- Improved teamwork and collaboration: Employee development programs, such as team-building exercises or leadership training, can help improve teamwork and collaboration within the organization, leading to improved communication and more effective decision-making.
Adds BTF's Branka Minic, the opinion of young people, particularly Gen Z, on training, wellness, and other employee programs is critical business factor.
Gen Z is the youngest generation in the workforce and is known for prioritizing personal and professional development, work-life balance, and a positive work environment," Minic says. "According to a survey by Deloitte, 80% of Gen Z employees said that opportunities for career growth and development are important when choosing an employer. Furthermore, 75% said that work-life balance is important, and 61% said that a positive work environment is important."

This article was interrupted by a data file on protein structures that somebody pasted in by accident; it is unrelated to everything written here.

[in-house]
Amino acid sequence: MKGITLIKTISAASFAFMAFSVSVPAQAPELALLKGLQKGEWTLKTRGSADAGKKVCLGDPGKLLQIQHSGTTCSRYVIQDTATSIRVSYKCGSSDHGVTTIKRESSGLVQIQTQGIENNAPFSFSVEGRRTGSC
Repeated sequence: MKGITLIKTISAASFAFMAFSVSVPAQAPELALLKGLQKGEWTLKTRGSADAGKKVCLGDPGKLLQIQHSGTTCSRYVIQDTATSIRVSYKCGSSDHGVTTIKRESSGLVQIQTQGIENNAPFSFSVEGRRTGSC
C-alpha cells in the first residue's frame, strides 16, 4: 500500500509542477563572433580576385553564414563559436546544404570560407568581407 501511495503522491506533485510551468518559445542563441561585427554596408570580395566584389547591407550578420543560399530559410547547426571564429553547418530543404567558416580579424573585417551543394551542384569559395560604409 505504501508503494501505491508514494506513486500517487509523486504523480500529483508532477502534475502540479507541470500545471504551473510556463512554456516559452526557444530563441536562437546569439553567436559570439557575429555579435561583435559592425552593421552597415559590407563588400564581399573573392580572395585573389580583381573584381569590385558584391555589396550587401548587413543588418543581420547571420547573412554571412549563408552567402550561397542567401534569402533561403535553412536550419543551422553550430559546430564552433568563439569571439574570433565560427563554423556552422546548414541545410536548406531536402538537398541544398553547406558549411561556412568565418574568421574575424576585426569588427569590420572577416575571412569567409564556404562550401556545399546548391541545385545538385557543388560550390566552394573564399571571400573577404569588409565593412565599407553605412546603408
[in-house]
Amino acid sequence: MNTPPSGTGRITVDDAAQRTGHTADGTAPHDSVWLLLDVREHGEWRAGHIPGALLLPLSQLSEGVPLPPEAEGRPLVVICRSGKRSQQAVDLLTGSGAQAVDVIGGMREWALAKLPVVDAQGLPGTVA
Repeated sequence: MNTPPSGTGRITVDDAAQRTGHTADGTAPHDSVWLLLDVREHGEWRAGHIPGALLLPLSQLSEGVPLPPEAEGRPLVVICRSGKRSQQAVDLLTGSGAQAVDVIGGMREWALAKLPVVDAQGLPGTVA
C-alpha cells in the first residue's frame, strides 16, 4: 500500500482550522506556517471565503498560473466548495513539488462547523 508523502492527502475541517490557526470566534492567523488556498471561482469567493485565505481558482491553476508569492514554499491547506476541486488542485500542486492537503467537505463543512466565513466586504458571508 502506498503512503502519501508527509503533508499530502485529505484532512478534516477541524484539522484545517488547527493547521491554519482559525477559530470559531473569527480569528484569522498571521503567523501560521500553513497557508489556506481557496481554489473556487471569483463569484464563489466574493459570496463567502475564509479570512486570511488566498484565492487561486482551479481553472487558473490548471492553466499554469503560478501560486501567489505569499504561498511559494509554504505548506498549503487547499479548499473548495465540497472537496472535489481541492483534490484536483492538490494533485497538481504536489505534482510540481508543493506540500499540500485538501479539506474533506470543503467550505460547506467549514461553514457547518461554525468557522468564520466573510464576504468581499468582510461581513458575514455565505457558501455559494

Minic cites another survey by LinkedIn that found that the top factors that attract Gen Z to a company are opportunities for career growth and development, a positive work environment, and a good work-life balance. In fact, Gen Z employees were more likely than any other generation to value opportunities for learning and development when choosing a job.
We'll explore specific examples of companies that have invested in their employees – and how they do this sustainably -- and as a result had better business results, better retention of employees and stronger brand," says BTF's Branka Minic.
This is not about fluff, nor soft skills, nor anything abstract or foreign to any successful business person working in the homebuilding, manufacturing, or distribution channel as an operator.
A long-time friend and widely respected top 20-ranked homebuilding company ceo writes this week about homebuilding and related industry business failures across a four-decade-plus span of direct experience.